The composition of intentional mixtures is theoretically known to the user. In practice, however, information on the composition and properties of chemicals is often not shared along the complete supply chain and with all actors. Also, data on the release of the chemicals is very rarely available in a transparent way. In order to improve the communication of data for intentional mixtures along the supply chain, the industry associations VCI (German Chemical Industry Association) and CEFIC (European Chemical Industry Council) have proposed the so-called LCID (Lead Substance Identification) method and SUMI (Safe Use of Mixtures Information) (CEFIC 2016). The German Environment Agency sees opportunities for improving the assessment of mixtures (Reihlen et al. 2012, Galert & Hassold 2021).
The possibilities for addressing unintentional mixtures were investigated in a research project initiated by UBA (Bunke et al. 2014). Specific assessments using existing concepts are theoretically possible for known and definable mixtures with sufficient data. This includes the prediction of mixture toxicity or a risk characterisation via summation of the individual risk quotients. The main challenges are the availability and communication of data on effects, exposure and the composition of complex mixtures. Furthermore, the responsibilities, tasks and information situation of the different actors vary (see Figure 4). This complicates the assessment of chemical mixtures by the registrant or user.
Figure 4: Simplified representation of the information availability for the different actors for the possible assessment of mixtures (source: Hassold et al. 2021).
Ultimately, all cooccurring substances falling under different regulation in the environment would have to be taken into account in the environmental assessment and, in addition to REACH chemicals, background contamination from pesticides, pharmaceuticals or biocides would also have to be considered.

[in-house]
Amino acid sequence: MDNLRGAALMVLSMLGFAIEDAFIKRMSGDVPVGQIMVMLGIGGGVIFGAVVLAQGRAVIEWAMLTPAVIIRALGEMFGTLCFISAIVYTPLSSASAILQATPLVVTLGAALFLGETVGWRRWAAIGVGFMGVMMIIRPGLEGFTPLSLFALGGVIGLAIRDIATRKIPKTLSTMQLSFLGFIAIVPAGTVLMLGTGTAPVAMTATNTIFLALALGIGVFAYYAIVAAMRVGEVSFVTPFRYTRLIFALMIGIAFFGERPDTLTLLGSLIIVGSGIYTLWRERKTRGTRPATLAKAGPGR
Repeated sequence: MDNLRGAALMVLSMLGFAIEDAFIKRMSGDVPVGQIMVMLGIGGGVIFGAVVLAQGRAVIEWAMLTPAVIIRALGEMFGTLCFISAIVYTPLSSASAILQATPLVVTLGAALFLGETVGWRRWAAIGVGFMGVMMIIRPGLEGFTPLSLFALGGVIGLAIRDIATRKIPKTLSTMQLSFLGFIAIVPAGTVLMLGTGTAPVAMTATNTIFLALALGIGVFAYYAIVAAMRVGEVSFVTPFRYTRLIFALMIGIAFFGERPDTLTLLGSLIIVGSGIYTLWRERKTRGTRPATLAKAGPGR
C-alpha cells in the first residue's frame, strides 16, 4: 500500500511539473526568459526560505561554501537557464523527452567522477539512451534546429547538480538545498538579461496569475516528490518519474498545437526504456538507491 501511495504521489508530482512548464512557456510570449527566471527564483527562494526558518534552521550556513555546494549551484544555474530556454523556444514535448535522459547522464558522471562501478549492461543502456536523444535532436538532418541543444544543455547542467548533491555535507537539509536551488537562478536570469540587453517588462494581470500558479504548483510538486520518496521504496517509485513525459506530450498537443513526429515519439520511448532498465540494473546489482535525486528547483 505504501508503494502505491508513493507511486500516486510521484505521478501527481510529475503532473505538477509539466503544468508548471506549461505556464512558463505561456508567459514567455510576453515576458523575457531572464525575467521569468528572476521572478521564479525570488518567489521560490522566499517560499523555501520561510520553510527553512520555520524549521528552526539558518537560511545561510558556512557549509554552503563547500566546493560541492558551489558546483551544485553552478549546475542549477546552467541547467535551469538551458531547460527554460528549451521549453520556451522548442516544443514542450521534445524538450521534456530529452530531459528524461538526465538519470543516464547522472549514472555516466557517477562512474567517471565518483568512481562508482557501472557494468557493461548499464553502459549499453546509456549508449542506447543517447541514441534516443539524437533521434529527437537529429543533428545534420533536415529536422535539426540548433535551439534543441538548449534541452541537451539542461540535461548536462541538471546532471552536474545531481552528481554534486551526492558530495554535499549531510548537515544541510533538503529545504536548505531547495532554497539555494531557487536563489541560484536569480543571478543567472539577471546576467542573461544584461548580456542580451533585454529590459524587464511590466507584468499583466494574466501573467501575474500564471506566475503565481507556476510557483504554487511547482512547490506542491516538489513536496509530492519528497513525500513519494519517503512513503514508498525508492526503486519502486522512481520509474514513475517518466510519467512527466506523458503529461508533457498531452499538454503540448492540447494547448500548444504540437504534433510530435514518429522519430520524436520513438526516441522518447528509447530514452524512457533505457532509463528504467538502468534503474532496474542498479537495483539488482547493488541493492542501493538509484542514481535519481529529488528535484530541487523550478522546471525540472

Current options for environmental assessment of chemical mixtures under REACH
The assessment of mixtures is complex. Due to the large number of possible combinations, a close prioritisation and good data situation would be required to identify the mixtures with relevant risks in order to then assess them. Assessments can be carried out by the companies on the one hand, but also by the authorities if necessary. UBA has elaborated basic proposals on possible approaches on the assessment of mixtures under REACH and their challenges (Hassold et al. 2021). These are outlined in Figure 5.
Figure 5: Schematic representation for a possible evaluation of mixtures by registrants, formulators or authorities (Source: Hassold et al. 2021)
Improved data on emissions and environmental occurrence of substance combinations and ecotoxicological effects, as well as their availability in databases for different actors, is a crucial basis for all mixture assessments.
The environmental risks of intentional mixtures should be assessed by companies (registrants and users) to ensure their safe use. For this purpose, existing methods & tools of industry associations (such as "LCID" and "SUMI", see above) should be improved. Instead of considering only one lead substance, these should consider the joint effects and exposures of several chemicals.